Open-access publications: a double-edged sword for critical care researchers in lowand middle-income countries - Critical Care Science (CCS)


Open-access publications: a double-edged sword for critical care researchers in lowand middle-income countries

Open access model and lowand middle-income countries

Open access journals usually exempt researchers from low-income countries from publication fees, and this exemption seems to favor the publication of articles by researchers from sub-Saharan Africa.() However, producing high-quality scientific research in these settings is challenging and often funded by agencies such as the National Institutes of Health (NIH), Wellcome and the Gates Foundation; consequently, the impact of exempting article processing charges (APCs) on publishers’ financial health is minimal. On the other hand, researchers from middle-income countries do not receive exemptions from APCs for publishing OA articles. Between 1996 and 2022, of the top 20 countries in number of publications, five were in this income category (China, India, Russia, Brazil, and Turkey) and accounted for 27% of all publications, according to the SCImago portal.() A study encompassing Elsevier journals has shown that APCs are a barrier to OA publication.()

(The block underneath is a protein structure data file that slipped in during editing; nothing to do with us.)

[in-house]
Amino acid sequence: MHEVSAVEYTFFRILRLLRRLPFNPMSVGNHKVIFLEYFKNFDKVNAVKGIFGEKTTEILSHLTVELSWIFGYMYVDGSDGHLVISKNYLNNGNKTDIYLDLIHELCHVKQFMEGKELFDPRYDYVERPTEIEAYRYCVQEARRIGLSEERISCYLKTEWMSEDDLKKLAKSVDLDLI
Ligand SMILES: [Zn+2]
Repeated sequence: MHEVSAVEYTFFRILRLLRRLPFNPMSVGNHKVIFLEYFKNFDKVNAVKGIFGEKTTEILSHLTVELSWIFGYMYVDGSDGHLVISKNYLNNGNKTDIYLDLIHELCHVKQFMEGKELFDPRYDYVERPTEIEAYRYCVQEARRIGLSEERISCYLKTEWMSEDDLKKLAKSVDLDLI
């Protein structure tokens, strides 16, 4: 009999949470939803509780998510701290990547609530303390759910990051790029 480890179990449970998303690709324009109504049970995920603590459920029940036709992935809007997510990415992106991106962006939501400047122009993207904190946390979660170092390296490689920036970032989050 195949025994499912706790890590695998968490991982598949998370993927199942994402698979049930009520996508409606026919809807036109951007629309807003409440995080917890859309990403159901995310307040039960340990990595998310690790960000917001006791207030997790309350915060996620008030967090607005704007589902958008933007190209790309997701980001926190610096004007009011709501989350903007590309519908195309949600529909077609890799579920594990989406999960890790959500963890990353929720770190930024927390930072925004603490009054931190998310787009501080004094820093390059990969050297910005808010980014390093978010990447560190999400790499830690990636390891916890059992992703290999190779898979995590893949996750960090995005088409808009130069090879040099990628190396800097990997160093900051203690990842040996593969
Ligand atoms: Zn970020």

Three of the top 10 critical-care journals publishing exclusively in OA format (Critical Care, Annals of Intensive Care, and Journal of Intensive Care) had APC ranging from US$ 2,490 to US$ 3,790 in 2023. After correcting for purchasing power parity as calculated by the Organization for Economic Co-operation and Development (OECD) in 2022,() these fees would correspond to the range from R$ 6.300 to R$ 9.600. These costs would correspond to 4.7 to 7.2 times the Brazilian minimum wage,() but only 1.9 to 2.8 times the French minimum wage() or 1.2 to 1.7 times the Canadian minimum wage in 2023.() It is worth mentioning that Brazilian research grants do not earmark specific funds for paying the APCs of OA articles, an oversight that urgently needs to be acknowledged and changed. The NIH policy of mandating OA for the results derived from their grants is an example to be followed. An informal online survey of the 35 members of the Scientific Committee of the Brazilian Research in Intensive Care Network (BRICnet)() in September 2023 to assess attitudes regarding OA journals received responses from 29 members. Broadly characterized, the vast majority of the researchers either excluded fee-based OA journals or took this journal feature into account when choosing a journal for submitting a manuscript, and researchers’ institutions either did not pay for publication fees or subsidized it only partially ().



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